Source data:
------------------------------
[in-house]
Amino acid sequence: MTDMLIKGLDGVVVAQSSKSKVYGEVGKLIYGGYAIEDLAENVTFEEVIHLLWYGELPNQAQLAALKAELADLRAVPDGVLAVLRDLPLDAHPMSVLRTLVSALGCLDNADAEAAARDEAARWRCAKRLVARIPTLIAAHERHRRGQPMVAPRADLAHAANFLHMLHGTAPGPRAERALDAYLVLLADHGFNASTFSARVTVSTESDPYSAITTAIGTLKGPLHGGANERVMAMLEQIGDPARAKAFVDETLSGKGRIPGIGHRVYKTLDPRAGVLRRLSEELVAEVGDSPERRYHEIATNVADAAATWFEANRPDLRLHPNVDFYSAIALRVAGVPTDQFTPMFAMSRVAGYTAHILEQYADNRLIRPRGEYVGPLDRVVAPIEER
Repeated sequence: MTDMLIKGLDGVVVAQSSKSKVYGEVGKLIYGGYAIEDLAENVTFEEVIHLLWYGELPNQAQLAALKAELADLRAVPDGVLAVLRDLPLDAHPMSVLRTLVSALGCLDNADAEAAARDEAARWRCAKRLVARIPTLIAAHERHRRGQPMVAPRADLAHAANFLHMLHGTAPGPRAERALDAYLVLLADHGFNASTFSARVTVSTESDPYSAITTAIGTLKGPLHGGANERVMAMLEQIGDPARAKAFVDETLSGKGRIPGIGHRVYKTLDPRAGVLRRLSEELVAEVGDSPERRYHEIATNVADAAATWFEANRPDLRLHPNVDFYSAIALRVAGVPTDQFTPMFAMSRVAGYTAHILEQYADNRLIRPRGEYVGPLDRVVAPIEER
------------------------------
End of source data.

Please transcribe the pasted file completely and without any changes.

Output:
[in-house]
Amino acid sequence: MTDMLIKGLDGVVVAQSSKSKVYGEVGKLIYGGYAIEDLAENVTFEEVIHLLWYGELPNQAQLAALKAELADLRAVPDGVLAVLRDLPLDAHPMSVLRTLVSALGCLDNADAEAAARDEAARWRCAKRLVARIPTLIAAHERHRRGQPMVAPRADLAHAANFLHMLHGTAPGPRAERALDAYLVLLADHGFNASTFSARVTVSTESDPYSAITTAIGTLKGPLHGGANERVMAMLEQIGDPARAKAFVDETLSGKGRIPGIGHRVYKTLDPRAGVLRRLSEELVAEVGDSPERRYHEIATNVADAAATWFEANRPDLRLHPNVDFYSAIALRVAGVPTDQFTPMFAMSRVAGYTAHILEQYADNRLIRPRGEYVGPLDRVVAPIEER
Repeated sequence: MTDMLIKGLDGVVVAQSSKSKVYGEVGKLIYGGYAIEDLAENVTFEEVIHLLWYGELPNQAQLAALKAELADLRAVPDGVLAVLRDLPLDAHPMSVLRTLVSALGCLDNADAEAAARDEAARWRCAKRLVARIPTLIAAHERHRRGQPMVAPRADLAHAANFLHMLHGTAPGPRAERALDAYLVLLADHGFNASTFSARVTVSTESDPYSAITTAIGTLKGPLHGGANERVMAMLEQIGDPARAKAFVDETLSGKGRIPGIGHRVYKTLDPRAGVLRRLSEELVAEVGDSPERRYHEIATNVADAAATWFEANRPDLRLHPNVDFYSAIALRVAGVPTDQFTPMFAMSRVAGYTAHILEQYADNRLIRPRGEYVGPLDRVVAPIEER